Iran and the International Atomic Energy Agency (IAEA) have no secret agreements between them, State Department spokesperson John Kirby said in a press briefing.
ASHINGTON (Sputnik) — Iran and the P5+1 group of countries came to a final agreement on the parameters of Tehran’s nuclear program. Iran agreed to 15-year limits on its uranium enrichment and stockpiles, in addition to pledging not to build additional heavy water reactors or produce weapons grade plutonium. Tehran is also to be the subject to extensive IAEA monitoring for 25 years.
In exchange, the P5+1 group of countries — comprised of the United States, Russia, China, France and the United Kingdom plus Germany — will lift all nuclear, banking oil and gas sanctions imposed on Iran.
“There [are] no side deals… no secret deals between Iran and IAEA that the P5+1 has not been briefed on in detail,” Kirby stated on Wednesday.
Kirby added that US experts are aware and have no problem with the existing arrangements between Iran and IAEA.
“Our experts are familiar and comfortable with the content which we would be happy to discuss with Congress in a classified setting,” he noted.
Kirby’s statements come in response to the demands by US Senator Tom Cotton and Congressman Mike Pompeo for the Obama administration to fully disclose the arrangements between Iran and the IAEA as part of the Iran nuclear deal. The lawmakers claim that there are secret side deals between Tehran and the IAEA.
“Congress has what we have. What’s being asked for here are IAEA documents or material that is not in our possession,” Kirby asserted.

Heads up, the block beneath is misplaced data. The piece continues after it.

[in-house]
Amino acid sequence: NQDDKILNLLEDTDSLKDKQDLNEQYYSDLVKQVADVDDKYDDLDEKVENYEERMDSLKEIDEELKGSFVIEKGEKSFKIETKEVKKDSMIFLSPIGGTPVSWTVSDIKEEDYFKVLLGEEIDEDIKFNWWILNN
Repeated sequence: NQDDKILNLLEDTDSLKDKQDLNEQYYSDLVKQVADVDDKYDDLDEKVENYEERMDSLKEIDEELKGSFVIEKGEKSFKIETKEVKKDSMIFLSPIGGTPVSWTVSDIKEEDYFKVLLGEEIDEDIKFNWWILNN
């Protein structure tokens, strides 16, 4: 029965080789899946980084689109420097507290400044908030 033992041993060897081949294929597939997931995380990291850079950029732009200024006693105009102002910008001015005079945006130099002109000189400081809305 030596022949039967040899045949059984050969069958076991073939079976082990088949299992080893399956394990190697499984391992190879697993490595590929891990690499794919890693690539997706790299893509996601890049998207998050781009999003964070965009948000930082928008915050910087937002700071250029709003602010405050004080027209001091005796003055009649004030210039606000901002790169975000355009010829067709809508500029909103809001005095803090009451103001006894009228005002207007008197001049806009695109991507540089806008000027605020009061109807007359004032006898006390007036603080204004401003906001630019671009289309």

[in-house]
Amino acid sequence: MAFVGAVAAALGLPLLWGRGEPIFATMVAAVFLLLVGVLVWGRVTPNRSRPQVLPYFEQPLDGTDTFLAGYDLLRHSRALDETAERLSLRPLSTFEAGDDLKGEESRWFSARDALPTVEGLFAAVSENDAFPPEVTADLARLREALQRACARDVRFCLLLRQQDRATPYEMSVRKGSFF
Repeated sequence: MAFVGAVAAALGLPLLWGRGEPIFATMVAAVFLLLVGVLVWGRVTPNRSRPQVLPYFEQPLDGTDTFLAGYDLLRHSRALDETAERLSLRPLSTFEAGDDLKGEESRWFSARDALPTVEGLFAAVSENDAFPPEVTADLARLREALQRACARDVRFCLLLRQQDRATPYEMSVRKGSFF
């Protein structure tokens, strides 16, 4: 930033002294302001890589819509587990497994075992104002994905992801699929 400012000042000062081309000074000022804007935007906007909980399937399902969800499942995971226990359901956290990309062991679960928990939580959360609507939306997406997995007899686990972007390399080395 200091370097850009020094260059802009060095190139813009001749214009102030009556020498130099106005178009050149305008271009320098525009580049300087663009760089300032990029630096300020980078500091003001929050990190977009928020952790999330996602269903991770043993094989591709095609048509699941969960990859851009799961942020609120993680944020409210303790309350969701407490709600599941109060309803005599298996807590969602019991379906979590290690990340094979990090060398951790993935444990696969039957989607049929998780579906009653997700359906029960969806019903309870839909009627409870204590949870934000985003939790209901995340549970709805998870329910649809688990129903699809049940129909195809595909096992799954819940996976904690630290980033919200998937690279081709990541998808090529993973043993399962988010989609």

The State Department spokesperson also noted the technical arrangements of Iran with IAEA are a matter of standard practice, and are not released publicly or to other states.
“These are issues between Iran and IAEA. These technical agreements are never shared outside the state in question in the IAEA. But we have been briefed on them,” Kirby said.
On July 14, 2015, Iran’s Atomic Energy Organization and the IAEA signed a roadmap for the clarification of possible military aspects of Iran’s past and present nuclear activities.
The agreement provides for “technical-expert meetings, technical measures, as agreed in a separate arrangement” as well as for discussions between Iran and the IAEA to address any ambiguities.
The roadmap mentions a separate as-yet-unpublished arrangement regarding Iran’s Parchin military site.
IAEA will be responsible to monitor and verify possible military dimensions within Tehran’s nuclear program, and will provide reports. In turn, Iran will adhere to the IAEA protocol granting the organization expanded rights to inspect Tehran’s nuclear facilities.